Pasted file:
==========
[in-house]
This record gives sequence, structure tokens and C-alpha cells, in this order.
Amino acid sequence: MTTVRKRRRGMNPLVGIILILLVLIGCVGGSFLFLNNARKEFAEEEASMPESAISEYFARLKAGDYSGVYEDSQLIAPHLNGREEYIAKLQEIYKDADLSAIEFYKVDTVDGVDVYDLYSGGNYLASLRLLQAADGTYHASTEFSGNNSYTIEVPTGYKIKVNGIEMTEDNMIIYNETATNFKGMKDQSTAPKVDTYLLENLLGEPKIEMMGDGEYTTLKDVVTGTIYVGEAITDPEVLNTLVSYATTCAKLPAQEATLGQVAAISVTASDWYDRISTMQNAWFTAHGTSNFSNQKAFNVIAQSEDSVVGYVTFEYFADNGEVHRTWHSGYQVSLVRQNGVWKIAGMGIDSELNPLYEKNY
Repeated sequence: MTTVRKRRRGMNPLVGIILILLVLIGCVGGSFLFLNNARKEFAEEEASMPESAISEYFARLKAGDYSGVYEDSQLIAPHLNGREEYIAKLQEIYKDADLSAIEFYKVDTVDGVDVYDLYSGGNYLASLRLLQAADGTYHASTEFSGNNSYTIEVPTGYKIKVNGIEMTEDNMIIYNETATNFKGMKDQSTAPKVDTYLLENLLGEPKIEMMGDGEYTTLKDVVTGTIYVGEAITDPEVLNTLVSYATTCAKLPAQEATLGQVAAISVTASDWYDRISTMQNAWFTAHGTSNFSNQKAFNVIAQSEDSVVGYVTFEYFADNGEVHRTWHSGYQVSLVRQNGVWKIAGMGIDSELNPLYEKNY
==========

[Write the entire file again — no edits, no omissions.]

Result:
[in-house]
This record gives sequence, structure tokens and C-alpha cells, in this order.
Amino acid sequence: MTTVRKRRRGMNPLVGIILILLVLIGCVGGSFLFLNNARKEFAEEEASMPESAISEYFARLKAGDYSGVYEDSQLIAPHLNGREEYIAKLQEIYKDADLSAIEFYKVDTVDGVDVYDLYSGGNYLASLRLLQAADGTYHASTEFSGNNSYTIEVPTGYKIKVNGIEMTEDNMIIYNETATNFKGMKDQSTAPKVDTYLLENLLGEPKIEMMGDGEYTTLKDVVTGTIYVGEAITDPEVLNTLVSYATTCAKLPAQEATLGQVAAISVTASDWYDRISTMQNAWFTAHGTSNFSNQKAFNVIAQSEDSVVGYVTFEYFADNGEVHRTWHSGYQVSLVRQNGVWKIAGMGIDSELNPLYEKNY
Repeated sequence: MTTVRKRRRGMNPLVGIILILLVLIGCVGGSFLFLNNARKEFAEEEASMPESAISEYFARLKAGDYSGVYEDSQLIAPHLNGREEYIAKLQEIYKDADLSAIEFYKVDTVDGVDVYDLYSGGNYLASLRLLQAADGTYHASTEFSGNNSYTIEVPTGYKIKVNGIEMTEDNMIIYNETATNFKGMKDQSTAPKVDTYLLENLLGEPKIEMMGDGEYTTLKDVVTGTIYVGEAITDPEVLNTLVSYATTCAKLPAQEATLGQVAAISVTASDWYDRISTMQNAWFTAHGTSNFSNQKAFNVIAQSEDSVVGYVTFEYFADNGEVHRTWHSGYQVSLVRQNGVWKIAGMGIDSELNPLYEKNY